State colleges may have fewer courses, larger classes

Monday, December 30, 2002

ST. LOUIS -- The pinch of state budget cuts will be felt with fewer and larger classes next year at public colleges and universities in Missouri, state educators said.

If a student had a choice of four class times before the cuts, one of them may be eliminated, meaning more students in the remaining three, according to a theoretical example offered by Southeast Missouri State University in Cape Girardeau.

At the University of Missouri-Columbia, deans have been asked to consider consolidating classes with low enrollments next semester and offering some courses less frequently. The university's Rolla campus will cut some elective classes, and classes may be somewhat larger at the St. Louis campus, according to officials.

All four University of Missouri campuses are losing faculty because of an early retirement incentive. Departments with heavy faculty losses include economics at St. Louis, history at Rolla and organic chemistry at Columbia.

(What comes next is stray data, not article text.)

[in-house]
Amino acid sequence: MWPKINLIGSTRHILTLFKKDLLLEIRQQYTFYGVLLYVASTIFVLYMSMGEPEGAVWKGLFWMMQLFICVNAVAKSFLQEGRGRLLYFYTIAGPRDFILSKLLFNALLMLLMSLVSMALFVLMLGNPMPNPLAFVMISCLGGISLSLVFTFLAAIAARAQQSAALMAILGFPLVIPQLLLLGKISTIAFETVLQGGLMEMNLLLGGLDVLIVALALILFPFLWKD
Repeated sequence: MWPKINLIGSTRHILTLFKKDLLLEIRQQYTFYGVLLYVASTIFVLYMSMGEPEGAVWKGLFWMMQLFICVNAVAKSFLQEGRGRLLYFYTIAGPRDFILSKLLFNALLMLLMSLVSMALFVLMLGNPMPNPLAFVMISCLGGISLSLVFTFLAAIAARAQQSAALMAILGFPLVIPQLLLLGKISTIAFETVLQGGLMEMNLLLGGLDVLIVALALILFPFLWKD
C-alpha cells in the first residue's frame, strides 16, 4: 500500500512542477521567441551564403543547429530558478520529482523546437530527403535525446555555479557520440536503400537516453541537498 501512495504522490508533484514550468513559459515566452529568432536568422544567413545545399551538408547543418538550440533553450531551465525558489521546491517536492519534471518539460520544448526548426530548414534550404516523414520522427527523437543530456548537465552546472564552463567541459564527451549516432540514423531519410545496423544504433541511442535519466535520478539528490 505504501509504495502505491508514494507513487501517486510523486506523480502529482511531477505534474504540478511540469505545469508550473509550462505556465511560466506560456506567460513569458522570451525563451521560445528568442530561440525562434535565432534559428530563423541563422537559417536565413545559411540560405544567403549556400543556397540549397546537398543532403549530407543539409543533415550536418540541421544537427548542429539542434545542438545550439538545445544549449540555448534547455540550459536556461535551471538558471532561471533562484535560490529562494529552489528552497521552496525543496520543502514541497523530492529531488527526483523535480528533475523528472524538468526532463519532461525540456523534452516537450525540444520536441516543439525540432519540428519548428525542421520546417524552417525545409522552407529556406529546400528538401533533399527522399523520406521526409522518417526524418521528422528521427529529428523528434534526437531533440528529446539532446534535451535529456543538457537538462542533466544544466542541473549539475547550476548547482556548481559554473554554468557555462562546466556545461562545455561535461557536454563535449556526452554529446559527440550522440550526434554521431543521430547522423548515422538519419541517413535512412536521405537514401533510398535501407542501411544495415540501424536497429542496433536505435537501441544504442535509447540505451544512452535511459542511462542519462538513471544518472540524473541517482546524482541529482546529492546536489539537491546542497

In some cases, retired faculty members will return to teach part time. In other cases, other part-time or temporary teachers will be hired to take up the slack.

Even without a retirement incentive, Truman State University in Kirksville has open faculty positions but no money to fill them. Truman students will feel the impact of unfilled jobs in student services such as counseling, and of about $2 million in deferred purchases of equipment for student-faculty research, said Gary Gordon, vice president for academic affairs.

Compared with a year ago, undergraduates in the current semester are paying 15 percent more at all four campuses of the University of Missouri.

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